6. The single crystal germanium film according to claim 5, comprising 3.0 atom% or more of a substitution carbon.
  7. The single crystal germanium film according to claim 5, comprising less than 0.3 atomic % of non-displaceable carbon.
  8. The single crystal tantalum film according to claim 5, which has a tensile stress of 1.0 GPa or more.
  9. The single crystal tantalum film according to claim 5, which has a tensile stress of 2.0 GPa or more.
  10. The single crystal germanium film according to claim 5, wherein the single crystal germanium film is directly on the single crystal germanium substrate, and the single crystal germanium substrate has a lattice spacing of 5.43 angstroms.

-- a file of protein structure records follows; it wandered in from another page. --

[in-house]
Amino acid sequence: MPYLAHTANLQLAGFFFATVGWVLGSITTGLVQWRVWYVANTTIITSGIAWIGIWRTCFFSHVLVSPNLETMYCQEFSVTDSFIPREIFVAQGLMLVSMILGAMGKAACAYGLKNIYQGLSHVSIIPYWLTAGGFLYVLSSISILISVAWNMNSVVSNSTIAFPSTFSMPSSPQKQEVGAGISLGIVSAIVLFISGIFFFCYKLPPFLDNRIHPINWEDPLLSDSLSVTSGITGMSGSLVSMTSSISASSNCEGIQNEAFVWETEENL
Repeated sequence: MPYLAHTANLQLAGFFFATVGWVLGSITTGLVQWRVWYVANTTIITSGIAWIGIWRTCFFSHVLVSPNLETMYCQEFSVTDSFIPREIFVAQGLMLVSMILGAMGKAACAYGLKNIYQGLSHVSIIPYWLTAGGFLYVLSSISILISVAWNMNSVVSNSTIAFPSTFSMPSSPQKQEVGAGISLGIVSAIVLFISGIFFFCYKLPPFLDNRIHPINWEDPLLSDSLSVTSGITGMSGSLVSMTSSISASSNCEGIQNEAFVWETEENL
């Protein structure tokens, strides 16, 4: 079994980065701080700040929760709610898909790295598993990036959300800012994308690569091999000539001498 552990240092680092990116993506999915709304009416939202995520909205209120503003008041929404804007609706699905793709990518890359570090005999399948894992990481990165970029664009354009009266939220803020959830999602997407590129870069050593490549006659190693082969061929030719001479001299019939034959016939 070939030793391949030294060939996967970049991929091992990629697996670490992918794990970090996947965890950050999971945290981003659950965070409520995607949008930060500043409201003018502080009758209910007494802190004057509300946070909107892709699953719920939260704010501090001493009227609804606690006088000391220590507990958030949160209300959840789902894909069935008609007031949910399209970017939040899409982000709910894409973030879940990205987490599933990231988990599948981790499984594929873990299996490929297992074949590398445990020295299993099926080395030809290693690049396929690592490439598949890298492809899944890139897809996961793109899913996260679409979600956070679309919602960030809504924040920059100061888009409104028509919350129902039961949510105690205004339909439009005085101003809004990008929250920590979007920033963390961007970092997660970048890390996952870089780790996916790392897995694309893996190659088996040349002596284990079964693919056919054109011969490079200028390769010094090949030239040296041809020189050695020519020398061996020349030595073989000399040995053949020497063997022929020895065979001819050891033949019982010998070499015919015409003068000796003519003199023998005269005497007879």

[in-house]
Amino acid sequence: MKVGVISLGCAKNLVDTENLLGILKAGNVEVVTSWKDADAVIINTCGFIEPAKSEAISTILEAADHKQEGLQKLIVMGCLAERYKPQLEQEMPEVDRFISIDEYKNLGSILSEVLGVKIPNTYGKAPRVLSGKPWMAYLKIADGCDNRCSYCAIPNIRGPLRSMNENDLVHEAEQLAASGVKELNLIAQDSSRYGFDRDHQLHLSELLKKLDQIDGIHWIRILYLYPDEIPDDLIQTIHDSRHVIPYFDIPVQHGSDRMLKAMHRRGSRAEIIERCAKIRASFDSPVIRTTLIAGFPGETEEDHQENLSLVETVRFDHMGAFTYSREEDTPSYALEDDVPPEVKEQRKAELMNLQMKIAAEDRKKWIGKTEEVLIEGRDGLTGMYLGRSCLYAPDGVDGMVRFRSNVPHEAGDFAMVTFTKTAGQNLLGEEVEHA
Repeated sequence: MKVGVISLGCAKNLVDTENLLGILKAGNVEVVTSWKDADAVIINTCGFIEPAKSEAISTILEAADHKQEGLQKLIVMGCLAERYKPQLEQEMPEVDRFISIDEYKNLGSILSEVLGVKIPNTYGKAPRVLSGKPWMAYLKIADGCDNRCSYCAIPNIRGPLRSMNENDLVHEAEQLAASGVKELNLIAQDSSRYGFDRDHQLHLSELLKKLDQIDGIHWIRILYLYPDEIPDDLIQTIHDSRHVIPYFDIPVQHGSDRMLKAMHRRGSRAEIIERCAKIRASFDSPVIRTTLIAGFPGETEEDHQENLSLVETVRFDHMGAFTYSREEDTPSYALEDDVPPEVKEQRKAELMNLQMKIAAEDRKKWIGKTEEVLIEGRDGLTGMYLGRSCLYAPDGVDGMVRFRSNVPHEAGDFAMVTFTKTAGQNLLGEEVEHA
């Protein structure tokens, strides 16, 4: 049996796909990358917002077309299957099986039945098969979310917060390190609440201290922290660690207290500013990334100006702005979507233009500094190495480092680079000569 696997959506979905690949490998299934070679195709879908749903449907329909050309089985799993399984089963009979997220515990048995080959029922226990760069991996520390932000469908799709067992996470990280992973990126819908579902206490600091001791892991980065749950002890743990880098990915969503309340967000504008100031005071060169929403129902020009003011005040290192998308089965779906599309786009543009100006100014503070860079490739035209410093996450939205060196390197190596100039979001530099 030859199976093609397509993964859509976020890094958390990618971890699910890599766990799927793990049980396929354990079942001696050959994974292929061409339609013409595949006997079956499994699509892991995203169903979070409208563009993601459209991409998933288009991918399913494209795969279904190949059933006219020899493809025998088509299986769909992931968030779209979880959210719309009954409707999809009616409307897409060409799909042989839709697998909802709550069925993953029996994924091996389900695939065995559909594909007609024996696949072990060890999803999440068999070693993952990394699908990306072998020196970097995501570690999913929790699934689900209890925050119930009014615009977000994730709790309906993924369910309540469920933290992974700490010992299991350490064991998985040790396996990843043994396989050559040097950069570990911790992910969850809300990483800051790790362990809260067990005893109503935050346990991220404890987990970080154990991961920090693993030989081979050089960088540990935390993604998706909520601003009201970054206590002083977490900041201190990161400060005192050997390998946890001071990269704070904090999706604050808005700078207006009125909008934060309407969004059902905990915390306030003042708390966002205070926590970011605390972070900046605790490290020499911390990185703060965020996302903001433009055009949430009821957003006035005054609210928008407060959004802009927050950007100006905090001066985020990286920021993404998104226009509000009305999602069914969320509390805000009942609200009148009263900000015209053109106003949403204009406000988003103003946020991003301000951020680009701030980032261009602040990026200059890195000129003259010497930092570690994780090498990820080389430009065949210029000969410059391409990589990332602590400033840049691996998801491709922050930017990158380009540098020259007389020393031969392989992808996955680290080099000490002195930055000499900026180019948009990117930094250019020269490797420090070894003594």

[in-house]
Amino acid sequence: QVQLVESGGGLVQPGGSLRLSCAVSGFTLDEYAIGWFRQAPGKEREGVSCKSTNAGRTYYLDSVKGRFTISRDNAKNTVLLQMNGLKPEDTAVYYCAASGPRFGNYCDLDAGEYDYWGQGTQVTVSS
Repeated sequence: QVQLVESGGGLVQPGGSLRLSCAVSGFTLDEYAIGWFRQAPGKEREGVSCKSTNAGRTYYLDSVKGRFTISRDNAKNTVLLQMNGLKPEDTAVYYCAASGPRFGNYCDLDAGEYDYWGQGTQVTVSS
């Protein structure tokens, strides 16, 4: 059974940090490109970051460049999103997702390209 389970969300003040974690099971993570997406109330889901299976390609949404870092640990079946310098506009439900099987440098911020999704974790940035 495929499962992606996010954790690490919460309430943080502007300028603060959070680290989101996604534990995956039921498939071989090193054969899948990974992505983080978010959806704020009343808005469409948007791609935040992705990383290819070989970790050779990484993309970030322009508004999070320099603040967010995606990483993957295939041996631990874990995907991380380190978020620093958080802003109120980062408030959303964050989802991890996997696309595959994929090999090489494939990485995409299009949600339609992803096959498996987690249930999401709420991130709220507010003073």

11. A method of depositing a single crystal germanium film, comprising: providing a substrate deposited in a reaction chamber; Introducing trioxane and a carbon source into the reaction chamber under chemical vapor deposition conditions; and depositing a single crystal germanium film on the substrate at a deposition rate of at least 5 nm/min, the single crystal germanium film Containing at least 1.0 atomic percent of a replacement carbon as determined by x-ray diffraction.
  12. The method of depositing a single crystal germanium film according to claim 11, wherein the single crystal germanium film contains 2.4 atom% or more of a substitution carbon.
  13. The method of depositing a single crystal germanium film according to claim 11, comprising depositing the single crystal germanium film on the substrate at a deposition rate of at least 20 nm/min.
  14. The method of depositing a single crystal germanium film according to claim 11, wherein the single crystal germanium film contains less than 0.15 atomic % of non-displaceable carbon.